Our study has several limitations. First, we used administrative data, which lacks the nuance to discern subtle variations in care and the acuity level of patients. Second, we assigned each admission to an attending hospitalist based on billing practices rather than through Part A claims. Third, we measured busyness for fee-for-service Medicare patients only, which does not capture all of the patients cared for by hospitalists.
In conclusion, the findings of this study indicate that patients admitted to hospitalists on their busiest days received similar care and had outcomes similar to those admitted on less busy days.
Accepted for Publication: November 23, 2021.
Published: January 20, 2022. doi:10.1001/jamanetworkopen.2021.44261
Open Access: This is an open access article distributed under the terms of the CC-BY License. © 2022 Stevens JP et al. JAMA Network Open.
Corresponding Author: Jennifer P. Stevens, MD, Center for Healthcare Delivery Science, Beth Israel Deaconess Medical Center, 330 Brookline Ave, Boston, MA 02215 (firstname.lastname@example.org).
Author Contributions: Dr Nyweide had full access to all of the data in the study and takes responsibility for the integrity of the data and the accuracy of the data analysis.
Concept and design: All authors.
Acquisition, analysis, or interpretation of data: All authors.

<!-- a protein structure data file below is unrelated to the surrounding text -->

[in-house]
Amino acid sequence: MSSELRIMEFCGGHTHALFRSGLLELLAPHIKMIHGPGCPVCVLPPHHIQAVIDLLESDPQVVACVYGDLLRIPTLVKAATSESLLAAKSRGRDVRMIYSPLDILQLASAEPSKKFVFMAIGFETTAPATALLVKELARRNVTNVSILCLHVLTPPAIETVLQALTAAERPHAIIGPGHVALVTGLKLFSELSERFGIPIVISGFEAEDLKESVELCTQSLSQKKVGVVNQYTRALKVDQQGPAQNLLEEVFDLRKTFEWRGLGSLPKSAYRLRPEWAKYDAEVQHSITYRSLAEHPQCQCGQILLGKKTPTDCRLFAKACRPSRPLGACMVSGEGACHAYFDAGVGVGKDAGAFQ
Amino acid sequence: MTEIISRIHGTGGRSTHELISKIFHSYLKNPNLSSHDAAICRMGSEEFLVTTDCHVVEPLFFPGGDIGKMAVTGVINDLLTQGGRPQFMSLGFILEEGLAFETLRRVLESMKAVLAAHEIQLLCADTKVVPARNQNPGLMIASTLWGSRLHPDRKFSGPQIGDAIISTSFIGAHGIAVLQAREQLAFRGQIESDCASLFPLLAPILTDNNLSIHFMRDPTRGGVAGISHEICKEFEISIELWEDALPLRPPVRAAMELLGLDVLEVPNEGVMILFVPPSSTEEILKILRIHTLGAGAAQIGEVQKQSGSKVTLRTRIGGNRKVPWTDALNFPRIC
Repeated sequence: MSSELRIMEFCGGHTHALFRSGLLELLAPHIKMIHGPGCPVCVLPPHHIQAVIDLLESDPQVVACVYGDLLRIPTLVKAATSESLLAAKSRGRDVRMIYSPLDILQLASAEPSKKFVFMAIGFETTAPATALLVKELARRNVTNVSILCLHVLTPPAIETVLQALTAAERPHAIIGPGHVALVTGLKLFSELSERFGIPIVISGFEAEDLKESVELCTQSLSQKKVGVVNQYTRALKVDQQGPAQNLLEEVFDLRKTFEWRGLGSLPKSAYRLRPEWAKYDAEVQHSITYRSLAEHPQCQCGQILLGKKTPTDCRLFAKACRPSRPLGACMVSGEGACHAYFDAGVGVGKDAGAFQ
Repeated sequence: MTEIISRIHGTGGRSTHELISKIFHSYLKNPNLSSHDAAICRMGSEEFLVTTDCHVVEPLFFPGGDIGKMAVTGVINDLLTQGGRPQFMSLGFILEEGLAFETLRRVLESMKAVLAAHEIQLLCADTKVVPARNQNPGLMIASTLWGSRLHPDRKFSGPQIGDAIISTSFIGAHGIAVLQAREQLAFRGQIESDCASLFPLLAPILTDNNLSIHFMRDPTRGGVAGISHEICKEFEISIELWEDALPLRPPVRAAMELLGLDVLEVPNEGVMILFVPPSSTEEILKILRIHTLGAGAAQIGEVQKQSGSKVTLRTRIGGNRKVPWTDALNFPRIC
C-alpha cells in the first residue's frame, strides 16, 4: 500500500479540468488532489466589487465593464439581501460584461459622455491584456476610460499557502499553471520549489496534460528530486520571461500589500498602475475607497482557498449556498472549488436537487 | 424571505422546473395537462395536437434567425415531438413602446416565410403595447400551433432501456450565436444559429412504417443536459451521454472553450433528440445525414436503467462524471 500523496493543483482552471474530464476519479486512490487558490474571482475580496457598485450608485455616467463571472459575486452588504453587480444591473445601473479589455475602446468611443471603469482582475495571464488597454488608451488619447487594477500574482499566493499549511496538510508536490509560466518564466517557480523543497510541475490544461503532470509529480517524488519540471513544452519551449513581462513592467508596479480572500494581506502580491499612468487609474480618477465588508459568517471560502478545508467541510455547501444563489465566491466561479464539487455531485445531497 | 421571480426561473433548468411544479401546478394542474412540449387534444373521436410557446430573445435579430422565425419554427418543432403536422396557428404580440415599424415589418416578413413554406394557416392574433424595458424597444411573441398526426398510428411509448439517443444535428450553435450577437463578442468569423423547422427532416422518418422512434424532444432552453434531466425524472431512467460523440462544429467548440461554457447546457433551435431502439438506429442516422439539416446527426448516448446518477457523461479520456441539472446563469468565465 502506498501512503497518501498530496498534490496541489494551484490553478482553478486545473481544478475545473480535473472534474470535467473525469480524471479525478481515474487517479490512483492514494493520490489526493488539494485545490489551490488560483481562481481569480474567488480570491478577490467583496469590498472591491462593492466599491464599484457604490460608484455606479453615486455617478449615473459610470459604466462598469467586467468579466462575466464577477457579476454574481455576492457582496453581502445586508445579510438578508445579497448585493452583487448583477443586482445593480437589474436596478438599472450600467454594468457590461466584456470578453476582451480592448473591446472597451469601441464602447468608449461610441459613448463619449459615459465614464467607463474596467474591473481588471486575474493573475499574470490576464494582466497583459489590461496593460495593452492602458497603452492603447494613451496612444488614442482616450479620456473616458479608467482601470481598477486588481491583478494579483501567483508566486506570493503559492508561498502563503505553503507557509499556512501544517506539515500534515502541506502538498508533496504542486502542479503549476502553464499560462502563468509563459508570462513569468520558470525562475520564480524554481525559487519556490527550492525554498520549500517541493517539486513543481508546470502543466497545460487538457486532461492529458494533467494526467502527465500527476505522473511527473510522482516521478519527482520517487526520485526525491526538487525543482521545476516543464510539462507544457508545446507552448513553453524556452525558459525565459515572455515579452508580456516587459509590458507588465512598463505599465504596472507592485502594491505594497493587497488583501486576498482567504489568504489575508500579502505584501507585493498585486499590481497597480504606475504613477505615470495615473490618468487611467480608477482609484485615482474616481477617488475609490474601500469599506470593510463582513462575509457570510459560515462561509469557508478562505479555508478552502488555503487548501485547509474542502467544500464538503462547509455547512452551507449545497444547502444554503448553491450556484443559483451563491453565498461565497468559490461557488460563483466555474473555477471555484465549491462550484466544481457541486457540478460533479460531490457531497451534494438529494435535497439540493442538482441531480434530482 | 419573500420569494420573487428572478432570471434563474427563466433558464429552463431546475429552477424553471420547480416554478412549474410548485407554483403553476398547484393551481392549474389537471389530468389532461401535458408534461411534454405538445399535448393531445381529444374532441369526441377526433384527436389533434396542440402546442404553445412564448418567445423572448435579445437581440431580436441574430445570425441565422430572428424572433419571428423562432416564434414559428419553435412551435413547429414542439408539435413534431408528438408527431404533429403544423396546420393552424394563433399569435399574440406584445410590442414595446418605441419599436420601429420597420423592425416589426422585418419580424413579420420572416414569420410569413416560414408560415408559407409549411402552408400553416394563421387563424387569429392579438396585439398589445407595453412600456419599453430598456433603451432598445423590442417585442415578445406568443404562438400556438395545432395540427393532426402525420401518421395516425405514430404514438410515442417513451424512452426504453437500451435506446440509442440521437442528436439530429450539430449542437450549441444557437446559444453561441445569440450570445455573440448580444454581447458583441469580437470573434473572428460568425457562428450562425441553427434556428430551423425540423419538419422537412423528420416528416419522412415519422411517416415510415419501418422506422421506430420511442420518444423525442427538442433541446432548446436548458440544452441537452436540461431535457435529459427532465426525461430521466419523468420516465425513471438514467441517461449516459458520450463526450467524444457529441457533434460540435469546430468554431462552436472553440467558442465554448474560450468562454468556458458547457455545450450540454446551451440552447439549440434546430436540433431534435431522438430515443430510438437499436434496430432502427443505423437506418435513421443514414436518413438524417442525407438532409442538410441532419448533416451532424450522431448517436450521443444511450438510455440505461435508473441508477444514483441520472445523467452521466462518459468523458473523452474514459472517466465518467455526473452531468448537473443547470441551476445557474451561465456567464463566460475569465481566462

Drafting of the manuscript: Stevens, Hatfield.
Critical revision of the manuscript for important intellectual content: Hatfield, Nyweide, Landon.
Statistical analysis: Hatfield, Nyweide.
Obtained funding: Stevens.
Administrative, technical, or material support: Stevens.
Conflict of Interest Disclosures: Dr Hatfield reported receiving personal fees from Mathematica Policy Research, Blue Cross Blue Shield of Massachusetts, and the American Medical Association outside the submitted work. No other disclosures were reported.
Funding/Support: This study was supported by in part by grants K08HS024288 from the Agency for Healthcare Research and Quality (Dr Stevens) and P01 AG032952 from the National Institute on Aging (Dr Landon).
Role of the Funder/Sponsor: The funders had no role in the design and conduct of the study; collection, management, analysis, and interpretation of the data; preparation, review, or approval of the manuscript; and decision to submit the manuscript for publication.
Disclaimer: The content is solely the responsibility of the authors and does not represent the official views of the Agency for Healthcare Research and Quality or the Centers for Medicare & Medicaid Services.